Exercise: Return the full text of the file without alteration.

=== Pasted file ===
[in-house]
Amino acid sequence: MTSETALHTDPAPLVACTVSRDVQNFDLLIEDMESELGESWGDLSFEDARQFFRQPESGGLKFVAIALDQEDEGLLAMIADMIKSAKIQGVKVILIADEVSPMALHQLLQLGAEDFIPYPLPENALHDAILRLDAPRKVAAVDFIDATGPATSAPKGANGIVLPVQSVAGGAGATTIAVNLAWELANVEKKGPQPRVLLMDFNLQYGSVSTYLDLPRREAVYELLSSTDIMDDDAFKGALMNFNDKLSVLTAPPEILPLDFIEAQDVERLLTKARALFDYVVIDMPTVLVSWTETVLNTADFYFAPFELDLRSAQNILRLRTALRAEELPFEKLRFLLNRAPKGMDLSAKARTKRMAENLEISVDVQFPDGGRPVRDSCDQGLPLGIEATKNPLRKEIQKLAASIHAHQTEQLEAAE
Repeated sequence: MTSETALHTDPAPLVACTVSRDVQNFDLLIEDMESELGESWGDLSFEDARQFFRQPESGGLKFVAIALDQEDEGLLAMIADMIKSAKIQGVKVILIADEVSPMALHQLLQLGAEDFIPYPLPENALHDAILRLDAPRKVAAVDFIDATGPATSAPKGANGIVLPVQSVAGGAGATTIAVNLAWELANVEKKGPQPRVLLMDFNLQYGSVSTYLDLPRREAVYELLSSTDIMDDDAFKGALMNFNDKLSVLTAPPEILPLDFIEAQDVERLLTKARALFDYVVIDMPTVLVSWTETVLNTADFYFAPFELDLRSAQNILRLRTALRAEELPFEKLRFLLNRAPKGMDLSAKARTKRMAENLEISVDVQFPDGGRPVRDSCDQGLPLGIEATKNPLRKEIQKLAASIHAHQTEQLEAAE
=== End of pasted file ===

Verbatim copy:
[in-house]
Amino acid sequence: MTSETALHTDPAPLVACTVSRDVQNFDLLIEDMESELGESWGDLSFEDARQFFRQPESGGLKFVAIALDQEDEGLLAMIADMIKSAKIQGVKVILIADEVSPMALHQLLQLGAEDFIPYPLPENALHDAILRLDAPRKVAAVDFIDATGPATSAPKGANGIVLPVQSVAGGAGATTIAVNLAWELANVEKKGPQPRVLLMDFNLQYGSVSTYLDLPRREAVYELLSSTDIMDDDAFKGALMNFNDKLSVLTAPPEILPLDFIEAQDVERLLTKARALFDYVVIDMPTVLVSWTETVLNTADFYFAPFELDLRSAQNILRLRTALRAEELPFEKLRFLLNRAPKGMDLSAKARTKRMAENLEISVDVQFPDGGRPVRDSCDQGLPLGIEATKNPLRKEIQKLAASIHAHQTEQLEAAE
Repeated sequence: MTSETALHTDPAPLVACTVSRDVQNFDLLIEDMESELGESWGDLSFEDARQFFRQPESGGLKFVAIALDQEDEGLLAMIADMIKSAKIQGVKVILIADEVSPMALHQLLQLGAEDFIPYPLPENALHDAILRLDAPRKVAAVDFIDATGPATSAPKGANGIVLPVQSVAGGAGATTIAVNLAWELANVEKKGPQPRVLLMDFNLQYGSVSTYLDLPRREAVYELLSSTDIMDDDAFKGALMNFNDKLSVLTAPPEILPLDFIEAQDVERLLTKARALFDYVVIDMPTVLVSWTETVLNTADFYFAPFELDLRSAQNILRLRTALRAEELPFEKLRFLLNRAPKGMDLSAKARTKRMAENLEISVDVQFPDGGRPVRDSCDQGLPLGIEATKNPLRKEIQKLAASIHAHQTEQLEAAE